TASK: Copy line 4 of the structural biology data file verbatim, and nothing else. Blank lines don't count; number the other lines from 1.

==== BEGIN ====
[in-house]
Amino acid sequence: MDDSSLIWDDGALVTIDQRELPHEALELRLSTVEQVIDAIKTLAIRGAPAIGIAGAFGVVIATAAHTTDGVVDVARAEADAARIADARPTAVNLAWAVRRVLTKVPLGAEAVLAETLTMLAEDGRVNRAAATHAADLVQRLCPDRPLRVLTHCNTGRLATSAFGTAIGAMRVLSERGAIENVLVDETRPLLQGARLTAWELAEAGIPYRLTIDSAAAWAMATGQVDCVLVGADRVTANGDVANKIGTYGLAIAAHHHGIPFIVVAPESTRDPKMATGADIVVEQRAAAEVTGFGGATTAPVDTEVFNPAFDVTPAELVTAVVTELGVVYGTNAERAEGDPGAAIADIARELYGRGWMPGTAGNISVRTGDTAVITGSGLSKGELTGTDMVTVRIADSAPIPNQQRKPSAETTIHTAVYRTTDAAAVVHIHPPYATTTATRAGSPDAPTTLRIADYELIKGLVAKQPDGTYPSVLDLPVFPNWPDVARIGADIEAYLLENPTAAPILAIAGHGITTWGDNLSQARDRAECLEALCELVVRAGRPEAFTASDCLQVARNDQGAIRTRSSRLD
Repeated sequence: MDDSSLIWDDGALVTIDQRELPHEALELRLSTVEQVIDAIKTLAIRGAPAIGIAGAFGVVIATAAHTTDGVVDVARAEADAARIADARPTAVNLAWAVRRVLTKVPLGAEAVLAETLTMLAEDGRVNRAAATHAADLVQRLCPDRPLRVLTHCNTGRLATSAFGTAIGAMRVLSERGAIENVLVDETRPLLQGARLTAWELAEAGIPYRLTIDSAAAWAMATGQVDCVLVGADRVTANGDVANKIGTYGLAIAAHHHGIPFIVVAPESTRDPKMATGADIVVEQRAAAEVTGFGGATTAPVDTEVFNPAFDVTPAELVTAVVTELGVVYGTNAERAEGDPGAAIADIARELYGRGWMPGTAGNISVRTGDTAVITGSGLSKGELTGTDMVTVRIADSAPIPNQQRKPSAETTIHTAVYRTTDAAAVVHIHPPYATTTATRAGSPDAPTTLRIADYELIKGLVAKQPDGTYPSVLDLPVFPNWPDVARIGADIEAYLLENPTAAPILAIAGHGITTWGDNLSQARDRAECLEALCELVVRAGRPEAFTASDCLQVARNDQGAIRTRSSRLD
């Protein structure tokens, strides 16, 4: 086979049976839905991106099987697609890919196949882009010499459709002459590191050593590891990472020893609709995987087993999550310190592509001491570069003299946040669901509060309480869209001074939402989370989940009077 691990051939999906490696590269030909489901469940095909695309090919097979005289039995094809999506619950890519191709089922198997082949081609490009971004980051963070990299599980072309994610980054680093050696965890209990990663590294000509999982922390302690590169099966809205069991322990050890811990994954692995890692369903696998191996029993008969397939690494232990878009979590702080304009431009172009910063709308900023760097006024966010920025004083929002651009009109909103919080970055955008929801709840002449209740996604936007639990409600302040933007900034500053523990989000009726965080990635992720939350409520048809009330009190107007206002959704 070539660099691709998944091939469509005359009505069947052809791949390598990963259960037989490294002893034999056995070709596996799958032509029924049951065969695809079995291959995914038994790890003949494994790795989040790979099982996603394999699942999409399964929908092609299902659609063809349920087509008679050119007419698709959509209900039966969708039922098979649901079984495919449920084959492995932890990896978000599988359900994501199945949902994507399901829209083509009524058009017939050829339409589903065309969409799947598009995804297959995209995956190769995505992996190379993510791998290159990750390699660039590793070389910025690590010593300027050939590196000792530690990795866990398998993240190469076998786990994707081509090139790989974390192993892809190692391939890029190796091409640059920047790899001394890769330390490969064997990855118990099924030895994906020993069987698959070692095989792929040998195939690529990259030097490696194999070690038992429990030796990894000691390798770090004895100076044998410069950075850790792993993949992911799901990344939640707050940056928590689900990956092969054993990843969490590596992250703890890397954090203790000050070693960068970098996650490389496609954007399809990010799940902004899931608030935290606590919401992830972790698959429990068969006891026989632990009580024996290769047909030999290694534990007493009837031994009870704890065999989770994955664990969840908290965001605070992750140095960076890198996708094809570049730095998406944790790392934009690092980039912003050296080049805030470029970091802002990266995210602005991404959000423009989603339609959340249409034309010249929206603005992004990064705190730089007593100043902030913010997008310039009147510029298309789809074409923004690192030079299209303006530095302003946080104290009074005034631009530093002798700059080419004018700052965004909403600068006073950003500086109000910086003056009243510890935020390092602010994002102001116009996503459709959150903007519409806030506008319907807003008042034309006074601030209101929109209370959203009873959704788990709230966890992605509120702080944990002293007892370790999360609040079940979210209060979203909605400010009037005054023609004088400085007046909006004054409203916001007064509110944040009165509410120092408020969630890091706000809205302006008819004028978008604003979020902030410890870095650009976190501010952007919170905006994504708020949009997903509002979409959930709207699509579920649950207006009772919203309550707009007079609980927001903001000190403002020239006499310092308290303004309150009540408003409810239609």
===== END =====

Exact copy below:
């Protein structure tokens, strides 16, 4: 086979049976839905991106099987697609890919196949882009010499459709002459590191050593590891990472020893609709995987087993999550310190592509001491570069003299946040669901509060309480869209001074939402989370989940009077 691990051939999906490696590269030909489901469940095909695309090919097979005289039995094809999506619950890519191709089922198997082949081609490009971004980051963070990299599980072309994610980054680093050696965890209990990663590294000509999982922390302690590169099966809205069991322990050890811990994954692995890692369903696998191996029993008969397939690494232990878009979590702080304009431009172009910063709308900023760097006024966010920025004083929002651009009109909103919080970055955008929801709840002449209740996604936007639990409600302040933007900034500053523990989000009726965080990635992720939350409520048809009330009190107007206002959704 070539660099691709998944091939469509005359009505069947052809791949390598990963259960037989490294002893034999056995070709596996799958032509029924049951065969695809079995291959995914038994790890003949494994790795989040790979099982996603394999699942999409399964929908092609299902659609063809349920087509008679050119007419698709959509209900039966969708039922098979649901079984495919449920084959492995932890990896978000599988359900994501199945949902994507399901829209083509009524058009017939050829339409589903065309969409799947598009995804297959995209995956190769995505992996190379993510791998290159990750390699660039590793070389910025690590010593300027050939590196000792530690990795866990398998993240190469076998786990994707081509090139790989974390192993892809190692391939890029190796091409640059920047790899001394890769330390490969064997990855118990099924030895994906020993069987698959070692095989792929040998195939690529990259030097490696194999070690038992429990030796990894000691390798770090004895100076044998410069950075850790792993993949992911799901990344939640707050940056928590689900990956092969054993990843969490590596992250703890890397954090203790000050070693960068970098996650490389496609954007399809990010799940902004899931608030935290606590919401992830972790698959429990068969006891026989632990009580024996290769047909030999290694534990007493009837031994009870704890065999989770994955664990969840908290965001605070992750140095960076890198996708094809570049730095998406944790790392934009690092980039912003050296080049805030470029970091802002990266995210602005991404959000423009989603339609959340249409034309010249929206603005992004990064705190730089007593100043902030913010997008310039009147510029298309789809074409923004690192030079299209303006530095302003946080104290009074005034631009530093002798700059080419004018700052965004909403600068006073950003500086109000910086003056009243510890935020390092602010994002102001116009996503459709959150903007519409806030506008319907807003008042034309006074601030209101929109209370959203009873959704788990709230966890992605509120702080944990002293007892370790999360609040079940979210209060979203909605400010009037005054023609004088400085007046909006004054409203916001007064509110944040009165509410120092408020969630890091706000809205302006008819004028978008604003979020902030410890870095650009976190501010952007919170905006994504708020949009997903509002979409959930709207699509579920649950207006009772919203309550707009007079609980927001903001000190403002020239006499310092308290303004309150009540408003409810239609």